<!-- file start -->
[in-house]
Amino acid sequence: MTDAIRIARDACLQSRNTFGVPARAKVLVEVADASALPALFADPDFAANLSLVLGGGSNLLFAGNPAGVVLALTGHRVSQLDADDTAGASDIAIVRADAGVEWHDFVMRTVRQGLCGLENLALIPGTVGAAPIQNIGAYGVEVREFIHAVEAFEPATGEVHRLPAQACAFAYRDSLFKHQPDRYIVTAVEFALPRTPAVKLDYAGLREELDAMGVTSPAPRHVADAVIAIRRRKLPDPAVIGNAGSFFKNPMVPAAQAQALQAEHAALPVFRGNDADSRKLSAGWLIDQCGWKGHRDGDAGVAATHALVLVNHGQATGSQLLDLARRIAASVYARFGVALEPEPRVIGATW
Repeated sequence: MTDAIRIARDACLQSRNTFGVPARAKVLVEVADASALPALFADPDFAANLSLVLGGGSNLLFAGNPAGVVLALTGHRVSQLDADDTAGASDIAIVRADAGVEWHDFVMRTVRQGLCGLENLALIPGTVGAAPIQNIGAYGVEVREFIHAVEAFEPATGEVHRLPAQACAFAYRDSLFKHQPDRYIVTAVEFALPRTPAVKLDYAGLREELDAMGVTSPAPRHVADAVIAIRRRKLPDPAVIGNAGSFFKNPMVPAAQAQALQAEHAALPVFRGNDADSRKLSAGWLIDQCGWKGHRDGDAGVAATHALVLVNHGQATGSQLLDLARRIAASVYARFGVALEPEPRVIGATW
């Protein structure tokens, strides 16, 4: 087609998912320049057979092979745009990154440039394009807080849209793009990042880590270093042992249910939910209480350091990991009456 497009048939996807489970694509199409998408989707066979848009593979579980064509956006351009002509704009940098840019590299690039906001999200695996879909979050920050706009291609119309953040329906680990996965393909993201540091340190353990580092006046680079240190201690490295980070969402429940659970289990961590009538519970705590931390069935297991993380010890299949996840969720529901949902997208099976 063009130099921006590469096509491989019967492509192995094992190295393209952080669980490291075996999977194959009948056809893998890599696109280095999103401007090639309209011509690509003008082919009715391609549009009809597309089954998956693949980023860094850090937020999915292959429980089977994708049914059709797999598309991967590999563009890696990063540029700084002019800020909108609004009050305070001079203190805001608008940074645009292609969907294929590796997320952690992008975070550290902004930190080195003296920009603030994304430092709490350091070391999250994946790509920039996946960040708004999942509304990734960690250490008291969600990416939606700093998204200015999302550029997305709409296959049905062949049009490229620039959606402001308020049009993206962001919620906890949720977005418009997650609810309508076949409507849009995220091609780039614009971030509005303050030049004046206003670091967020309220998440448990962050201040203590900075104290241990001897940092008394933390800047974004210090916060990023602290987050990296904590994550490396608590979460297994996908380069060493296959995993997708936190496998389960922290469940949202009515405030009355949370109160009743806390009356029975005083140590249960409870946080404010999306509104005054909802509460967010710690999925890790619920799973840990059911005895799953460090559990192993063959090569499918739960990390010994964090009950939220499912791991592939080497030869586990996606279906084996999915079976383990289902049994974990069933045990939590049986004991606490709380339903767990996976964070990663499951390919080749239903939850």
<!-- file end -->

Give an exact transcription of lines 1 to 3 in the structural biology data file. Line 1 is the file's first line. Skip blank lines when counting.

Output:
[in-house]
Amino acid sequence: MTDAIRIARDACLQSRNTFGVPARAKVLVEVADASALPALFADPDFAANLSLVLGGGSNLLFAGNPAGVVLALTGHRVSQLDADDTAGASDIAIVRADAGVEWHDFVMRTVRQGLCGLENLALIPGTVGAAPIQNIGAYGVEVREFIHAVEAFEPATGEVHRLPAQACAFAYRDSLFKHQPDRYIVTAVEFALPRTPAVKLDYAGLREELDAMGVTSPAPRHVADAVIAIRRRKLPDPAVIGNAGSFFKNPMVPAAQAQALQAEHAALPVFRGNDADSRKLSAGWLIDQCGWKGHRDGDAGVAATHALVLVNHGQATGSQLLDLARRIAASVYARFGVALEPEPRVIGATW
Repeated sequence: MTDAIRIARDACLQSRNTFGVPARAKVLVEVADASALPALFADPDFAANLSLVLGGGSNLLFAGNPAGVVLALTGHRVSQLDADDTAGASDIAIVRADAGVEWHDFVMRTVRQGLCGLENLALIPGTVGAAPIQNIGAYGVEVREFIHAVEAFEPATGEVHRLPAQACAFAYRDSLFKHQPDRYIVTAVEFALPRTPAVKLDYAGLREELDAMGVTSPAPRHVADAVIAIRRRKLPDPAVIGNAGSFFKNPMVPAAQAQALQAEHAALPVFRGNDADSRKLSAGWLIDQCGWKGHRDGDAGVAATHALVLVNHGQATGSQLLDLARRIAASVYARFGVALEPEPRVIGATW